National Geographic ^ | 02/18/09 | —Christine Dell'Amore
    'A rare quail from the Philippines was photographed for the first time before being sold as food at a poultry market, experts say.'
  • Six North American sites hold 12,900-year-old nanodiamond-rich soil

    01/02/2009 10:44:35 AM PST · by Red Badger · 19 replies · 1,155+ views
    www.physorg.com ^ | 01-01-2009 | Source: University of Oregon in Nanotechnology / Materials
    Abundant tiny particles of diamond dust exist in sediments dating to 12,900 years ago at six North American sites, adding strong evidence for Earth's impact with a rare swarm of carbon-and-water-rich comets or carbonaceous chondrites, reports a nine-member scientific team. These nanodiamonds, which are produced under high-temperature, high-pressure conditions created by cosmic impacts and have been found in meteorites, are concentrated in similarly aged sediments at Murray Springs, Ariz., Bull Creek, Okla., Gainey, Mich., and Topper, S.C., as well as Lake Hind, Manitoba, and Chobot, Alberta, in Canada. Nanodiamonds can be produced on Earth, but only through high-explosive detonations or...
  • "Extinct Primate Found in Indonesia - PHOTO

    11/17/2008 7:55:41 PM PST · by JoeProBono · 44 replies · 2,973+ views
    It may look like a gremlin, but this tiny animal is actually a pygmy tarsier, recently rediscovered in the forests of Indonesia. The 2-ounce (57-gram) carnivorous primate had not been seen alive since the 1920s. That was until researchers on a summer expedition captured, tagged, and released three members of the species (including this individual, above).
  • Elephants Thought Extinct May Have Survived

    04/17/2008 2:45:35 PM PDT · by blam · 10 replies · 107+ views
    Physorg ^ | 4-17-2008 | World Wildlife Fund
    Elephants thought extinct may have survived Pygmy elephant with radio collar. Credit: Cede Prudente The Borneo pygmy elephant may not be native to the island of Borneo after all. Instead, the population could be the last survivors of the Javan elephant race – accidentally saved from extinction by the Sultan of Sulu centuries ago, suggests an article co-authored by World Wildlife Fund (WWF). The origins of the pygmy elephants, found only on the northeast tip of the island in part of the Heart of Borneo, have long been shrouded in mystery. Their looks and behavior differ from other Asian...
  • "Extinct" Plants Found in Remote Australia

    04/12/2008 8:42:58 PM PDT · by Pyro7480 · 21 replies · 328+ views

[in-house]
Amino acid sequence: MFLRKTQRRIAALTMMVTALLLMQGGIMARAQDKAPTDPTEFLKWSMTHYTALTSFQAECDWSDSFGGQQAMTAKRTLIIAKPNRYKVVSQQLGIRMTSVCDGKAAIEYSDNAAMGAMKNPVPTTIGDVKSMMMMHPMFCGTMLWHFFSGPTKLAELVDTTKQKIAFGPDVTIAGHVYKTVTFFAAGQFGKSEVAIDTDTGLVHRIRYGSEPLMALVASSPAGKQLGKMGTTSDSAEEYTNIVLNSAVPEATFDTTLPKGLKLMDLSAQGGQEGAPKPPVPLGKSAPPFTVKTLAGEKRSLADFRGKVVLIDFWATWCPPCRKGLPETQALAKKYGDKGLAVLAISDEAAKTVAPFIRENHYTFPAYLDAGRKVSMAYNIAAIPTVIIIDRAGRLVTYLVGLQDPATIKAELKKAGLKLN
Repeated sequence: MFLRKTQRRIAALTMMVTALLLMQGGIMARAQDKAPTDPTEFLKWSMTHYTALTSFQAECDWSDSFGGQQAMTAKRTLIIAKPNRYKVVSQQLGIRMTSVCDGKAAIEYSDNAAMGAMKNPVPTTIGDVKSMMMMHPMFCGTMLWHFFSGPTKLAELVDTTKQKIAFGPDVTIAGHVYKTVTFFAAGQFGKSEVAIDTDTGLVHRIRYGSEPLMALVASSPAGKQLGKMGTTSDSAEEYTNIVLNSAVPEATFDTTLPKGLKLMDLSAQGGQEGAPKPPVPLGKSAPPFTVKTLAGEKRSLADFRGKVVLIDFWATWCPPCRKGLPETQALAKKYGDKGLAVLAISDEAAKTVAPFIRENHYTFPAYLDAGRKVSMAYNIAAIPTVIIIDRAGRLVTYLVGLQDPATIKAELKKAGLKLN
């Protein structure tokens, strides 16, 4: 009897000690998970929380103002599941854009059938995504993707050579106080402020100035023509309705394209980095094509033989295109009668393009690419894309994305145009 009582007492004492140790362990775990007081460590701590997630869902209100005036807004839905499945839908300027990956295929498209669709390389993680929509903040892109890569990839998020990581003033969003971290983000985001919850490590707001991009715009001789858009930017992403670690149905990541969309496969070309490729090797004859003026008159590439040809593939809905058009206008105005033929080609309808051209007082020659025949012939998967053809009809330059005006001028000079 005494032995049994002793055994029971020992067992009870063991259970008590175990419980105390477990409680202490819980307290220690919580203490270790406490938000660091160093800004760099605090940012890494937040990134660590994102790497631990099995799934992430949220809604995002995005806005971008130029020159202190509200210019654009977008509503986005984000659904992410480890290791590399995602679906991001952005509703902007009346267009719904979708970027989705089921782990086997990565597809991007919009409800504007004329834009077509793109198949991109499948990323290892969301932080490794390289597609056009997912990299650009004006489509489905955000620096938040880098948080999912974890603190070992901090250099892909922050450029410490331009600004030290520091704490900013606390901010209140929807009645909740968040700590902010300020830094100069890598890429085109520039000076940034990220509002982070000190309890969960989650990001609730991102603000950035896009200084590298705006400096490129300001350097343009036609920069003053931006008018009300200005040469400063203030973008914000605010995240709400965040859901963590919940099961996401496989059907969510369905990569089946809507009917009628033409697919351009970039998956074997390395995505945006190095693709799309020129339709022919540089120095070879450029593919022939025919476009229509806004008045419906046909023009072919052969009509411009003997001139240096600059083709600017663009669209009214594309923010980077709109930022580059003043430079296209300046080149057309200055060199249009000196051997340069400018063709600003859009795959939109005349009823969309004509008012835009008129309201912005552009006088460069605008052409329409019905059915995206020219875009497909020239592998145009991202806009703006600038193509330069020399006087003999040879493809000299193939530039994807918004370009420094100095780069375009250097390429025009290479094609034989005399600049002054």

Yahoo! News (Reuters) ^ | 4/11/2008 | n/a
    MELBOURNE (Reuters) - Two plants that were thought to have been extinct since the late 1800s have been rediscovered in far northern Australia, according to an official report released on Saturday. The Queensland state government's State of the Environment report said the two species were found on Cape York, in tropical far north Queensland. "The Rhaphidospora cavernarum, which is a large herb that stands about one and a half meters high, has reappeared," state climate change minister Andrew McNamara told Australian Broadcasting Corp radio. "It hasn't been seen in Queensland since 1873," he said. He said the second plant that...
  • Climate Change And Human Hunting Combine To Drive The Woolly Mammoth Extinct

    04/01/2008 12:57:30 PM PDT · by blam · 25 replies · 89+ views
    Science Daily ^ | 4-1-2008 | PLoS Biology
    Climate Change And Human Hunting Combine To Drive The Woolly Mammoth ExtinctWoolly mammoths were driven to extinction by climate change and human impacts. (Credit: Mauricio Anton) ScienceDaily (Apr. 1, 2008) — Does the human species have mammoth blood on its hands" Scientists have long debated the relative importance of hunting by our ancestors and change in global climate in consigning the mammoth to the history books. A new paper uses climate models and fossil distribution to establish that the woolly mammoth went extinct primarily because of loss of habitat due to changes in temperature, while human hunting acted as the...
  • Last Native Eyak Speaker Dead at 89

    01/23/2008 8:48:57 PM PST · by forkinsocket · 21 replies · 117+ views
    AP ^ | 01/23/08 | MARY PEMBERTON
    ANCHORAGE, Alaska (AP) — Marie Smith Jones, who worked to preserve her heritage as the last full-blooded member of Alaska's Eyak Indians and the last fluent speaker of their native language, has died. She was 89. Jones died in her sleep Monday at her home in Anchorage. She was found by a friend, said daughter Bernice Galloway, who lives in Albuquerque, N.M. "To the best of our knowledge she was the last full-blooded Eyak alive," Galloway said Tuesday. "She was a woman who faced incredible adversity in her life and overcame it," Galloway said. "She was about as tenacious as...